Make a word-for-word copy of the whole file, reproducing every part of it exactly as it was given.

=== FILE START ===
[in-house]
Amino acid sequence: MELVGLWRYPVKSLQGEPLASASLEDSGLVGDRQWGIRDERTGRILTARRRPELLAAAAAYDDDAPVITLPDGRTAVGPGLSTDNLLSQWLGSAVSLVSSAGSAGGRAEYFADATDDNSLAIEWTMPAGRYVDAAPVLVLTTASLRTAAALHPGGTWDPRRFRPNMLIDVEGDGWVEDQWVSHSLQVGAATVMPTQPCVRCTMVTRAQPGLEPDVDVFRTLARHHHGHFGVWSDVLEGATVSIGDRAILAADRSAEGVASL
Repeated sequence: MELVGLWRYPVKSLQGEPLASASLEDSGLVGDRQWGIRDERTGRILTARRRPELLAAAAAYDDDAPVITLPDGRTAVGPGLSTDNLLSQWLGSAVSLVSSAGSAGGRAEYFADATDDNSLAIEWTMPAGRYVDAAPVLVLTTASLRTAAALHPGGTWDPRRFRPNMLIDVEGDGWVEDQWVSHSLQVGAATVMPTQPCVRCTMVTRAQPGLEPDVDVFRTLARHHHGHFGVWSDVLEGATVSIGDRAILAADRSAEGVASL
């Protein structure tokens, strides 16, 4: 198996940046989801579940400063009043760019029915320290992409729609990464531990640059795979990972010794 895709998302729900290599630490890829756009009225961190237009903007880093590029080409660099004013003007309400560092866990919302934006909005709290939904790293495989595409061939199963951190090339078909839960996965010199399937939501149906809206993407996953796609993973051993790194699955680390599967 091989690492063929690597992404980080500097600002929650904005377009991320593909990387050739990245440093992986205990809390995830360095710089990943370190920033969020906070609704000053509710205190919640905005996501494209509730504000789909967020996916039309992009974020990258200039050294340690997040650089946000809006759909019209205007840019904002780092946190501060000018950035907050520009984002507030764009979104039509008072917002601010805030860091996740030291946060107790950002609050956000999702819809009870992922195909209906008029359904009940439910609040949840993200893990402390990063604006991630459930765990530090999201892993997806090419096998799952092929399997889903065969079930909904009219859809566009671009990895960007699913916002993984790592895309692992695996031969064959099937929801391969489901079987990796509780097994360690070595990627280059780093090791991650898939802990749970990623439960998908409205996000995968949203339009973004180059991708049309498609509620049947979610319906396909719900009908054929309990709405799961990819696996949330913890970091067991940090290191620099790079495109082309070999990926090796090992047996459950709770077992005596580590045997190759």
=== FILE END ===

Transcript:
[in-house]
Amino acid sequence: MELVGLWRYPVKSLQGEPLASASLEDSGLVGDRQWGIRDERTGRILTARRRPELLAAAAAYDDDAPVITLPDGRTAVGPGLSTDNLLSQWLGSAVSLVSSAGSAGGRAEYFADATDDNSLAIEWTMPAGRYVDAAPVLVLTTASLRTAAALHPGGTWDPRRFRPNMLIDVEGDGWVEDQWVSHSLQVGAATVMPTQPCVRCTMVTRAQPGLEPDVDVFRTLARHHHGHFGVWSDVLEGATVSIGDRAILAADRSAEGVASL
Repeated sequence: MELVGLWRYPVKSLQGEPLASASLEDSGLVGDRQWGIRDERTGRILTARRRPELLAAAAAYDDDAPVITLPDGRTAVGPGLSTDNLLSQWLGSAVSLVSSAGSAGGRAEYFADATDDNSLAIEWTMPAGRYVDAAPVLVLTTASLRTAAALHPGGTWDPRRFRPNMLIDVEGDGWVEDQWVSHSLQVGAATVMPTQPCVRCTMVTRAQPGLEPDVDVFRTLARHHHGHFGVWSDVLEGATVSIGDRAILAADRSAEGVASL
């Protein structure tokens, strides 16, 4: 198996940046989801579940400063009043760019029915320290992409729609990464531990640059795979990972010794 895709998302729900290599630490890829756009009225961190237009903007880093590029080409660099004013003007309400560092866990919302934006909005709290939904790293495989595409061939199963951190090339078909839960996965010199399937939501149906809206993407996953796609993973051993790194699955680390599967 091989690492063929690597992404980080500097600002929650904005377009991320593909990387050739990245440093992986205990809390995830360095710089990943370190920033969020906070609704000053509710205190919640905005996501494209509730504000789909967020996916039309992009974020990258200039050294340690997040650089946000809006759909019209205007840019904002780092946190501060000018950035907050520009984002507030764009979104039509008072917002601010805030860091996740030291946060107790950002609050956000999702819809009870992922195909209906008029359904009940439910609040949840993200893990402390990063604006991630459930765990530090999201892993997806090419096998799952092929399997889903065969079930909904009219859809566009671009990895960007699913916002993984790592895309692992695996031969064959099937929801391969489901079987990796509780097994360690070595990627280059780093090791991650898939802990749970990623439960998908409205996000995968949203339009973004180059991708049309498609509620049947979610319906396909719900009908054929309990709405799961990819696996949330913890970091067991940090290191620099790079495109082309070999990926090796090992047996459950709770077992005596580590045997190759």